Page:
A number of other positive mediators of NF-κB2 signaling have recently been identified whose contribution is not well understood. While the BAFFR cytoplasmic domain appears to contain only one TRAF binding site, specific for TRAF3, recent in vitro evidence suggests that it may also interact with TRAF1 (51). The presence of TRAF1 was demonstrated to decrease TRAF3, stabilize NIK, and increase p100 processing, though these functions were not a result of competing with TRAF3 for receptor binding. More recently TRAF1 has been shown to form heterotrimers with TRAF2, which display enhanced interaction with cIAP2 over the TRAF2 homotrimers (52). Thus TRAF1 may contribute to NF-κB2 activation by helping TRAF2 to enhance cIAP-mediated TRAF3 degradation. A further alternative is that TRAF1 may directly interact with NIK, stabilizing it and interfering with its TRAF2/TRAF3/cIAP1/2-mediated degradation, though the study suggesting this mechanism used TNFα as a stimulus, presumably acting through its non-death domain receptor TNFR2 (53).
It has been suggested that Mucosal associated lymphoid tissue lymphoma translocation gene 1 (MALT1) is required for p100 phosphorylation, optimal p100 processing and p52/RelB nuclear translocation (54). MALT1 was shown to interact with TRAF3 and was therefore proposed to act as a scaffold for the TRAF/cIAP complex. However, molecular evidence for this is currently lacking. Interestingly the MALT1 binding partner B cell CLL/lymphoma 10 (Bcl10) has also been implicated both directly (55) (though through LPS stimulation, rather than BAFF stimulation) and indirectly (56, 57) to contribute to NF-κB2 signaling. Whether these contributions also require MALT1 is largely unknown and requires further investigation.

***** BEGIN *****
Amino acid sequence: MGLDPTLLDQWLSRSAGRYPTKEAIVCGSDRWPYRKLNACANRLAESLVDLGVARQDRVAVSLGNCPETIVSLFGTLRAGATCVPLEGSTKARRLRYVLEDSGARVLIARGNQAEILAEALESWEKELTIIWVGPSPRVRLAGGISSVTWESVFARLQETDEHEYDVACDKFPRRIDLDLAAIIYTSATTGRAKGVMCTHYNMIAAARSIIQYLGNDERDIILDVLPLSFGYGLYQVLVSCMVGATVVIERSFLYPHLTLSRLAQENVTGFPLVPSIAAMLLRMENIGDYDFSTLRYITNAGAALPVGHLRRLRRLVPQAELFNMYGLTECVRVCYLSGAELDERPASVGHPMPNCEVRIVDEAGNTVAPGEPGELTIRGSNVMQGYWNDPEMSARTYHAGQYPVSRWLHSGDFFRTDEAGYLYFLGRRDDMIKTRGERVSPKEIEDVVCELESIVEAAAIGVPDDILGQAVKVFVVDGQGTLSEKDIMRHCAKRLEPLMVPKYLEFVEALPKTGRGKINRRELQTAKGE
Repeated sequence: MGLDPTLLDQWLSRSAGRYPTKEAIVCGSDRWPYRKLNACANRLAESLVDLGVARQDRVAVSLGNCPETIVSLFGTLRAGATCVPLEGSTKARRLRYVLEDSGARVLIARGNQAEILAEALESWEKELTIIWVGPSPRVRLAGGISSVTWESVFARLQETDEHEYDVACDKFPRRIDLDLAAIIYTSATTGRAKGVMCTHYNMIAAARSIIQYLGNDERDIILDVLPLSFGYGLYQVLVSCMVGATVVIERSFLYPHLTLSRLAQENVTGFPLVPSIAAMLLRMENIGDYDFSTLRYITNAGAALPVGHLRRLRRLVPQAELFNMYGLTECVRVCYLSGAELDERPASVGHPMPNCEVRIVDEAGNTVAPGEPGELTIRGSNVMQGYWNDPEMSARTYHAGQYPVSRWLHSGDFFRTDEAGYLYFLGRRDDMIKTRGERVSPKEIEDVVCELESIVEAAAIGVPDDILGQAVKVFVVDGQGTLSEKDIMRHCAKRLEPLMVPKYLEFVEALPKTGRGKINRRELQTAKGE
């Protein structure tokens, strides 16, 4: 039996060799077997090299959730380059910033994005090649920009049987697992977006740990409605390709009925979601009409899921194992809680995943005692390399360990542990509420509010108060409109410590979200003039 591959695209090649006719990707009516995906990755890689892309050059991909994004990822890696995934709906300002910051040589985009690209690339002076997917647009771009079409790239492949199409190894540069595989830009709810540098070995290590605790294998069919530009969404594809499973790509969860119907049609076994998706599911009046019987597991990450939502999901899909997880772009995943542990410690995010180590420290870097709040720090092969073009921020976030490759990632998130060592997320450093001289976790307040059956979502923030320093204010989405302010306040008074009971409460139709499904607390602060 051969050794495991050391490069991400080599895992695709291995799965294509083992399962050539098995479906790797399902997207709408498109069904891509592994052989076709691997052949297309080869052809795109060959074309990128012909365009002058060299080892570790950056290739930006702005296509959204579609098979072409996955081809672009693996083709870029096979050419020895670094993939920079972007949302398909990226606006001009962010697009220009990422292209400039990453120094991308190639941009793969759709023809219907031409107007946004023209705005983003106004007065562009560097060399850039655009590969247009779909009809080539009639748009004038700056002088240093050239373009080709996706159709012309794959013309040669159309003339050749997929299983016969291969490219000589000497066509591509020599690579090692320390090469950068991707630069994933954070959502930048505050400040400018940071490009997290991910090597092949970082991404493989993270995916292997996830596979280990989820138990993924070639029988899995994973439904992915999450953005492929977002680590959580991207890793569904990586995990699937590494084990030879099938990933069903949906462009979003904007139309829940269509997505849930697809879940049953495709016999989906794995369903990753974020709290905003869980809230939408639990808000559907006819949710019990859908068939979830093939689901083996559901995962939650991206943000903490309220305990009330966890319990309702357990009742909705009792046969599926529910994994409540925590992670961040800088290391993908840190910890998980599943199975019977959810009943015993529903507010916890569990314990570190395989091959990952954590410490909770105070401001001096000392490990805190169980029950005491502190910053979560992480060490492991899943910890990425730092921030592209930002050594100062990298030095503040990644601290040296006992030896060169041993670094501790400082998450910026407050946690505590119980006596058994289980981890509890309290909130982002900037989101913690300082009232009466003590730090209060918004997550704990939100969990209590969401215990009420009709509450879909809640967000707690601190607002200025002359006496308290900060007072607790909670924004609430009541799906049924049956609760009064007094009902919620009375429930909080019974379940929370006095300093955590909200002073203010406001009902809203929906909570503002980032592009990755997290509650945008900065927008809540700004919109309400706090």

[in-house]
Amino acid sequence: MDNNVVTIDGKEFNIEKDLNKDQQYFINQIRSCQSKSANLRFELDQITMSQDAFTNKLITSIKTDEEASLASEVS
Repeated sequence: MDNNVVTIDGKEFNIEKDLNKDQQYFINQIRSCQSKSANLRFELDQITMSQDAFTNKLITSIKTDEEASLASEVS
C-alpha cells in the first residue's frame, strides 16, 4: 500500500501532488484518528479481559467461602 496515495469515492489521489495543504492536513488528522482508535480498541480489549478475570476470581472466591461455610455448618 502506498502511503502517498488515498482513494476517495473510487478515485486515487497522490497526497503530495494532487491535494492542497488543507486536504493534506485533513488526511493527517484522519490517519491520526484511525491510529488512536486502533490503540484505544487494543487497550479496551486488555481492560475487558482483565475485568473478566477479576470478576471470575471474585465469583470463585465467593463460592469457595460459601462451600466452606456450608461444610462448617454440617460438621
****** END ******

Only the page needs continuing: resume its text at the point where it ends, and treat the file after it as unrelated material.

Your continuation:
Negative Control Mechanisms Limiting BAFFR Induced NF-κB2
A number of mechanisms have been identified which target various components of this pathway as a way of limiting ongoing NF-κB2 signaling (Figure 1).
A further layer of control exists with respect to NF-κB2 or p100 itself: the presence of nuclear p100, which inhibits RelB binding to DNA. The ubiquitylation and subsequent degradation of nuclear p100 has recently been shown to be mediated by a different subunit of the SCF ubiquitin ligase complex, F box/WDF-repeat containing protein 7 (Fbxw7) and is thought to be constitutive (58, 59). Thus mechanisms affecting the function of Fbxw7 may impact on the efficiency of NF-κB2 activation.
Recently the deubiquitinating enzyme (DUB) ovarian tumor domain containing 7B (OTUD7B, also known as Cezanne) has been identified as the DUB responsible for removing degradative K48 ubiquitin chains from TRAF3 (60). OTUD7B was shown to be indirectly recruited to the receptor along with the TRAF3, TRAF2, and cIAP proteins in response to receptor ligation. Thus it is proposed to provide a negative feedback loop to oppose signal-induced activation of NF-κB2.
TRAF3 interacting protein 2 (TRAF3IP2, also known as Act1) is recruited to BAFFR, via its interaction with TRAF3. Mice lacking TRAF3IP2 exhibit B cell hyperplasia (61), suggesting that TRAF3IP2 is a negative regulator of B cell survival possibly via modulation of NF-κB2 signaling (see next section for a description of the contribution of NF-κB2 to B cell survival). However its mechanism of action is currently not understood and whether it exhibits its function independently of BAFFR ligation or in response to it, is unknown. The B cell hyperplasia phenotype is partially B cell extrinsic as B cell specific deletion of TRAF3IP2 produces a milder phenotype (61).